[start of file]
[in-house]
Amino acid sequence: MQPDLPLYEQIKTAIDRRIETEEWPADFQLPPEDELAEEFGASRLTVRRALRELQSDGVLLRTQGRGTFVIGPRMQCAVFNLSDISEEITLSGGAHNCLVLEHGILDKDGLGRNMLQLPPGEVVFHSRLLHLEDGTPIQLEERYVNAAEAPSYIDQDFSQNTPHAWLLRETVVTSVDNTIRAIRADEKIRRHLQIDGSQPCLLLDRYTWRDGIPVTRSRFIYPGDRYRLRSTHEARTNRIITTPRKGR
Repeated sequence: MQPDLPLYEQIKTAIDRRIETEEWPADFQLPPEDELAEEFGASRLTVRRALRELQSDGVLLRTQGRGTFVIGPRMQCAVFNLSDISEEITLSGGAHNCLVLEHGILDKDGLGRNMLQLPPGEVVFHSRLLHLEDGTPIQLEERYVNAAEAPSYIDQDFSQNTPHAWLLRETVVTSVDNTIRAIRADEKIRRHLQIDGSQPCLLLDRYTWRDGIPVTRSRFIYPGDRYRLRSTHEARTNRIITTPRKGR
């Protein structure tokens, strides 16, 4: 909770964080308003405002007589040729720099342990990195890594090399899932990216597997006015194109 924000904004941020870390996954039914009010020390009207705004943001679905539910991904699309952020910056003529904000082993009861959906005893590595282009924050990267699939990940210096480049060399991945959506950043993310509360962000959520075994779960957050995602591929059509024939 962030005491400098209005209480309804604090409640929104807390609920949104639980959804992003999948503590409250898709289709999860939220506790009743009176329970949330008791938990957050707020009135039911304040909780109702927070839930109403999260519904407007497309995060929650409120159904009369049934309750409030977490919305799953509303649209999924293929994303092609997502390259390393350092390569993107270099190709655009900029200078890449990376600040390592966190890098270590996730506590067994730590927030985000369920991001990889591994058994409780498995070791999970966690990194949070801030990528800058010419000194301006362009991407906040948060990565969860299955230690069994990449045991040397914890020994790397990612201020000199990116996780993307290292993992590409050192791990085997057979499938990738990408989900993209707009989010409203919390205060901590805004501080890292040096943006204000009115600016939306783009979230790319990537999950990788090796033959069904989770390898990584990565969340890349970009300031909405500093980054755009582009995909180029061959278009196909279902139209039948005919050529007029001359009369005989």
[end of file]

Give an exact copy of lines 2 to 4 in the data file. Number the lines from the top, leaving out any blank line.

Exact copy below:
Amino acid sequence: MQPDLPLYEQIKTAIDRRIETEEWPADFQLPPEDELAEEFGASRLTVRRALRELQSDGVLLRTQGRGTFVIGPRMQCAVFNLSDISEEITLSGGAHNCLVLEHGILDKDGLGRNMLQLPPGEVVFHSRLLHLEDGTPIQLEERYVNAAEAPSYIDQDFSQNTPHAWLLRETVVTSVDNTIRAIRADEKIRRHLQIDGSQPCLLLDRYTWRDGIPVTRSRFIYPGDRYRLRSTHEARTNRIITTPRKGR
Repeated sequence: MQPDLPLYEQIKTAIDRRIETEEWPADFQLPPEDELAEEFGASRLTVRRALRELQSDGVLLRTQGRGTFVIGPRMQCAVFNLSDISEEITLSGGAHNCLVLEHGILDKDGLGRNMLQLPPGEVVFHSRLLHLEDGTPIQLEERYVNAAEAPSYIDQDFSQNTPHAWLLRETVVTSVDNTIRAIRADEKIRRHLQIDGSQPCLLLDRYTWRDGIPVTRSRFIYPGDRYRLRSTHEARTNRIITTPRKGR
């Protein structure tokens, strides 16, 4: 909770964080308003405002007589040729720099342990990195890594090399899932990216597997006015194109 924000904004941020870390996954039914009010020390009207705004943001679905539910991904699309952020910056003529904000082993009861959906005893590595282009924050990267699939990940210096480049060399991945959506950043993310509360962000959520075994779960957050995602591929059509024939 962030005491400098209005209480309804604090409640929104807390609920949104639980959804992003999948503590409250898709289709999860939220506790009743009176329970949330008791938990957050707020009135039911304040909780109702927070839930109403999260519904407007497309995060929650409120159904009369049934309750409030977490919305799953509303649209999924293929994303092609997502390259390393350092390569993107270099190709655009900029200078890449990376600040390592966190890098270590996730506590067994730590927030985000369920991001990889591994058994409780498995070791999970966690990194949070801030990528800058010419000194301006362009991407906040948060990565969860299955230690069994990449045991040397914890020994790397990612201020000199990116996780993307290292993992590409050192791990085997057979499938990738990408989900993209707009989010409203919390205060901590805004501080890292040096943006204000009115600016939306783009979230790319990537999950990788090796033959069904989770390898990584990565969340890349970009300031909405500093980054755009582009995909180029061959278009196909279902139209039948005919050529007029001359009369005989």